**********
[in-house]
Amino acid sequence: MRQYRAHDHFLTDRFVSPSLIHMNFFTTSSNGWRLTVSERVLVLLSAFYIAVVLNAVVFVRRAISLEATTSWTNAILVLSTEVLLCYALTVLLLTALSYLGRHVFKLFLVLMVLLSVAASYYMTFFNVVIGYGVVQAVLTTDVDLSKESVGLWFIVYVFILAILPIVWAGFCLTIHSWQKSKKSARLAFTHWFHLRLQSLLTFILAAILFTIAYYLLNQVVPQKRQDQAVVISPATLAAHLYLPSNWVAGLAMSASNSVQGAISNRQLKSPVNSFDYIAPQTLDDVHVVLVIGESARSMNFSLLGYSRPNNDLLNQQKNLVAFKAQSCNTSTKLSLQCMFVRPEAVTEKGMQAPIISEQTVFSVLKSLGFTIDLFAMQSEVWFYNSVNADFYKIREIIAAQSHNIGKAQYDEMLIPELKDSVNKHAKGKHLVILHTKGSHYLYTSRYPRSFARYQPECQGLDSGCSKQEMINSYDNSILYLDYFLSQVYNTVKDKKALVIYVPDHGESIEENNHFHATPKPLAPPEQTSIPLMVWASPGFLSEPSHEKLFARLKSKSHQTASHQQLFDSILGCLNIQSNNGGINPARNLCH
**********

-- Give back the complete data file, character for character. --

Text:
[in-house]
Amino acid sequence: MRQYRAHDHFLTDRFVSPSLIHMNFFTTSSNGWRLTVSERVLVLLSAFYIAVVLNAVVFVRRAISLEATTSWTNAILVLSTEVLLCYALTVLLLTALSYLGRHVFKLFLVLMVLLSVAASYYMTFFNVVIGYGVVQAVLTTDVDLSKESVGLWFIVYVFILAILPIVWAGFCLTIHSWQKSKKSARLAFTHWFHLRLQSLLTFILAAILFTIAYYLLNQVVPQKRQDQAVVISPATLAAHLYLPSNWVAGLAMSASNSVQGAISNRQLKSPVNSFDYIAPQTLDDVHVVLVIGESARSMNFSLLGYSRPNNDLLNQQKNLVAFKAQSCNTSTKLSLQCMFVRPEAVTEKGMQAPIISEQTVFSVLKSLGFTIDLFAMQSEVWFYNSVNADFYKIREIIAAQSHNIGKAQYDEMLIPELKDSVNKHAKGKHLVILHTKGSHYLYTSRYPRSFARYQPECQGLDSGCSKQEMINSYDNSILYLDYFLSQVYNTVKDKKALVIYVPDHGESIEENNHFHATPKPLAPPEQTSIPLMVWASPGFLSEPSHEKLFARLKSKSHQTASHQQLFDSILGCLNIQSNNGGINPARNLCH